It may come as a surprise to some that Florida's Python Challenge 2013, a monthlong event to roundup Burmese pythons in the Florida Everglades, is not intended to curb the population of the snakes in the swamps.

Despite the hype, the cash rewards and 1,000 gun-toting snake hunters, many of whom who would be hard pressed to recognize a Burmese python, organizers say the real reason for the great python hunt is to draw attention to problems the snakes are causing to the native wildlife and the fragile ecology of the glades.

If a few snakes -- about 30 at last count -- get shot to death or have their heads chopped off, well, who's going to miss them? Experts estimate the Everglades is home to about 10,000 Burmese pythons, many of them former pets that escaped their homes or were dumped out to live wild and free.

A Burmese python is displayed at the kick-off ceremonies in Davie, Fla., Saturday, Jan. 12, 2013 for the 2013 "Python Challenge" organized by the
A Burmese python is displayed at the kick-off ceremonies in Davie, Fla., Saturday, Jan. 12, 2013 for the 2013 "Python Challenge" organized by the Florida Fish and Wildlife Conservation Commission. (AP Photo/J Pat Carter) (J Pat Carter)

The snakes now eat native creatures and sometimes slither into neighborhoods to swallow up a pet or two.

The snake hunt, which began earlier this month and runs through Feb. 10, offers a $1,500 cash prize to the hunter who brings in the most snakes, and $1,000 to the holder of the longest one. There are few rules, but the main one is that all snakes must be dead.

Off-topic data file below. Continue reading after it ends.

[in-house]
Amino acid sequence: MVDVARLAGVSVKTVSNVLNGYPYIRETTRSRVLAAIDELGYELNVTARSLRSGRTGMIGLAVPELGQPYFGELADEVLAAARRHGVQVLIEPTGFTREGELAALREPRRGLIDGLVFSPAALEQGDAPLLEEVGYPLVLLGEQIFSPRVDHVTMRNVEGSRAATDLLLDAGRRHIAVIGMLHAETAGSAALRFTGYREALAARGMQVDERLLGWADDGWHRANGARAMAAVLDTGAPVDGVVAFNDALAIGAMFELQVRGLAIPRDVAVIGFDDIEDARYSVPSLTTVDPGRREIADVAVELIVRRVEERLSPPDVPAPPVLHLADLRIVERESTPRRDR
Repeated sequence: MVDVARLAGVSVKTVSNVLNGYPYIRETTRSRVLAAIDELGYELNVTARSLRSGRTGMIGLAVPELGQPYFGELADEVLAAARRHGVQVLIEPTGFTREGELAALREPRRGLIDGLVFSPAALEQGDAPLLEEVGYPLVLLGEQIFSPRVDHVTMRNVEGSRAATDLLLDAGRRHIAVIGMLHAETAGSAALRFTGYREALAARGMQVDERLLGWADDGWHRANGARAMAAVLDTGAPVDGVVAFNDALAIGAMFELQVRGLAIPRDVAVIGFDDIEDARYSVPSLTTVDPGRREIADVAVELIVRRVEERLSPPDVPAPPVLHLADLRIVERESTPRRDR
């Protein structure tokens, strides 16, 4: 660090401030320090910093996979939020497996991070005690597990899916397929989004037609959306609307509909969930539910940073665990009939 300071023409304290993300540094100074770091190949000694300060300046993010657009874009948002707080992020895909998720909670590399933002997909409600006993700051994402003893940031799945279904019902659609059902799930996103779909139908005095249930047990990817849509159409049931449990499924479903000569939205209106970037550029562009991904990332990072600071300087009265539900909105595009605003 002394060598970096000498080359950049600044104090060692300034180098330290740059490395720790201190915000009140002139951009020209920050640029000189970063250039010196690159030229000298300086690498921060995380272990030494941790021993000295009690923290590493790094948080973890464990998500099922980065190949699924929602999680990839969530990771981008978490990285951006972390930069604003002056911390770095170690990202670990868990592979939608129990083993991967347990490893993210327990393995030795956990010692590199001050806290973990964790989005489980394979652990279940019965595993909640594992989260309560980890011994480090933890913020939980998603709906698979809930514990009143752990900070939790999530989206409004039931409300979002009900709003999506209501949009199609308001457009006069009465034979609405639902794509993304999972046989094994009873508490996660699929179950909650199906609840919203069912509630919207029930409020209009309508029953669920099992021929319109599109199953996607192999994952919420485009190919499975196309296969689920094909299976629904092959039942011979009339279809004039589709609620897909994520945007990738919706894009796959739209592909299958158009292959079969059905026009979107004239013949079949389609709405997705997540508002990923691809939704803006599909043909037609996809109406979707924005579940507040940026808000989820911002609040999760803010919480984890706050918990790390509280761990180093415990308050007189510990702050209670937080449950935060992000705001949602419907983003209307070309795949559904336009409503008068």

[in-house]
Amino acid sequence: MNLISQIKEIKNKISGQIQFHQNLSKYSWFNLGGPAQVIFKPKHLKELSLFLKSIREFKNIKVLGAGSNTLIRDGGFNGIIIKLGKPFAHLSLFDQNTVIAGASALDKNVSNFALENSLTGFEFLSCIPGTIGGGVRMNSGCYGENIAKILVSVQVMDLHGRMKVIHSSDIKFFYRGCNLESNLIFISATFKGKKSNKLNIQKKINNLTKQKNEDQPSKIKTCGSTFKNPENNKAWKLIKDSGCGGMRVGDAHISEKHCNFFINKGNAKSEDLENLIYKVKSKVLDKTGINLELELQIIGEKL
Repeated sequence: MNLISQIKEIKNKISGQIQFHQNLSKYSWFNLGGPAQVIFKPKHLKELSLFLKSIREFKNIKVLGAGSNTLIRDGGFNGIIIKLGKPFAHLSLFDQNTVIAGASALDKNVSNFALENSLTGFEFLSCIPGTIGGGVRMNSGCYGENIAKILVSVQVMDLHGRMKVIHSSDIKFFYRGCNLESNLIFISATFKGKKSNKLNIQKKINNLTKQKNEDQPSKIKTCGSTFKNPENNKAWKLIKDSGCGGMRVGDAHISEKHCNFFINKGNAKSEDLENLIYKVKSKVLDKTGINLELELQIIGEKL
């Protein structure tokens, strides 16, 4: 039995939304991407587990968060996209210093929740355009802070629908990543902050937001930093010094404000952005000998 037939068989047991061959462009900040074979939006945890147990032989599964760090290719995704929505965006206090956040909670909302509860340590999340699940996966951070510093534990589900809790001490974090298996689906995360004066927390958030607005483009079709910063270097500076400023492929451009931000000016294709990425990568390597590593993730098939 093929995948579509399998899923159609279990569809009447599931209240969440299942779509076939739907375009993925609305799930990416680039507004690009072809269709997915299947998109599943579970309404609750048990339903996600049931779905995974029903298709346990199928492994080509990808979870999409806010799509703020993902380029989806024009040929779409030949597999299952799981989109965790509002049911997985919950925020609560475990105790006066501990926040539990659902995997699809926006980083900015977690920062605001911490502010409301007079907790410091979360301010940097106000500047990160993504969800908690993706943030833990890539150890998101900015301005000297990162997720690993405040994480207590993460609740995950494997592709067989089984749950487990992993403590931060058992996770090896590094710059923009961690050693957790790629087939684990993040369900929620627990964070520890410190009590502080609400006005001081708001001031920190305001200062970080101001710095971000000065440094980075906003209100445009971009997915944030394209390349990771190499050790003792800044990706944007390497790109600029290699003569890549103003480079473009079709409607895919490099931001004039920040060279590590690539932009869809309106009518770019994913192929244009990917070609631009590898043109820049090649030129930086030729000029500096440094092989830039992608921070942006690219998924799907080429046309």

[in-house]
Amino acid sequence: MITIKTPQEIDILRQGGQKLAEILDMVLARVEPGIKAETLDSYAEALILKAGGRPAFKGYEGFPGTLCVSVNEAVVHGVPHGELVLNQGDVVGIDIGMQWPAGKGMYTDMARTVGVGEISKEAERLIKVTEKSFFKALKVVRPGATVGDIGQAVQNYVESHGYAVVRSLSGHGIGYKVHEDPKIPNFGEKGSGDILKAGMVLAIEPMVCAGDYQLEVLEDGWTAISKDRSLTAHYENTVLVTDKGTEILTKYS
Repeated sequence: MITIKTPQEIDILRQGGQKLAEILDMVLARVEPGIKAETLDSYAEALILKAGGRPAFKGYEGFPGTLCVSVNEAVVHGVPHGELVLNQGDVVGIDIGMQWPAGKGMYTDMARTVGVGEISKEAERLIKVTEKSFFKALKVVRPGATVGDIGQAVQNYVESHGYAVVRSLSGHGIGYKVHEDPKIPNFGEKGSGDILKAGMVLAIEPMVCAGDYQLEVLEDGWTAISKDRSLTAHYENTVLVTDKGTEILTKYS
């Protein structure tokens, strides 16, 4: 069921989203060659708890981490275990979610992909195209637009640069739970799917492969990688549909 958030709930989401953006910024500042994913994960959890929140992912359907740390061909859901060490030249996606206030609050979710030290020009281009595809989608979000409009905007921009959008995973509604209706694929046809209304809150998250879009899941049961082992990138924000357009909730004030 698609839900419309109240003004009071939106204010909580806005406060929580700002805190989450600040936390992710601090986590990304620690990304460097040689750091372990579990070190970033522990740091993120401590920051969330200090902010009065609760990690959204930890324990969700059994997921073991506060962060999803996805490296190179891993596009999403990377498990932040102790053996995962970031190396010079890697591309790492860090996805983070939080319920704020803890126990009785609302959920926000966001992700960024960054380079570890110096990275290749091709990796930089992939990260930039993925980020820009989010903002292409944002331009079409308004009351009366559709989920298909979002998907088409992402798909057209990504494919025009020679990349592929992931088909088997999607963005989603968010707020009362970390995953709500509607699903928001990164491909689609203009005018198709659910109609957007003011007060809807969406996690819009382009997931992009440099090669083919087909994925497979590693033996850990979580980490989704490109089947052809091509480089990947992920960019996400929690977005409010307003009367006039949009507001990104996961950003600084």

The Florida Fish and Wildlife Conservation Commission organized the hunt, but instead of using the event as a way to cull the population, officials say they just want to raise awareness of the problem and perhaps convince people to rethink the pet python choice. They admit to be surprised even 30 snakes have so far been killed, which either speaks to the snakes' ability to hide or to the hunters' lack of skills.


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I understand the need to keep non-native species in check when they threaten native populations. And no, it's not a matter of preference for one species over another. Remove a native and you topple the first domino. Natives rely on other natives, and fiddling with that upsets the entire ecological balance. But there is serious debate about whether the pythons are causing that much of a disturbance. Some point out that cats kill more native species that pythons, but no one has yet sanctioned Cat Challenge 2013.

And with that many pythons inhabiting the swamps, there is little chance of removing them.

Surely there are other less deadly ways to draw attention to the problem, something that would involve actually working toward addressing the problem as well as raising awareness.

Contact Joan Morris at jmorris@bayareanewsgroup.com; or P.O. Box 8099, Walnut Creek, CA 94596.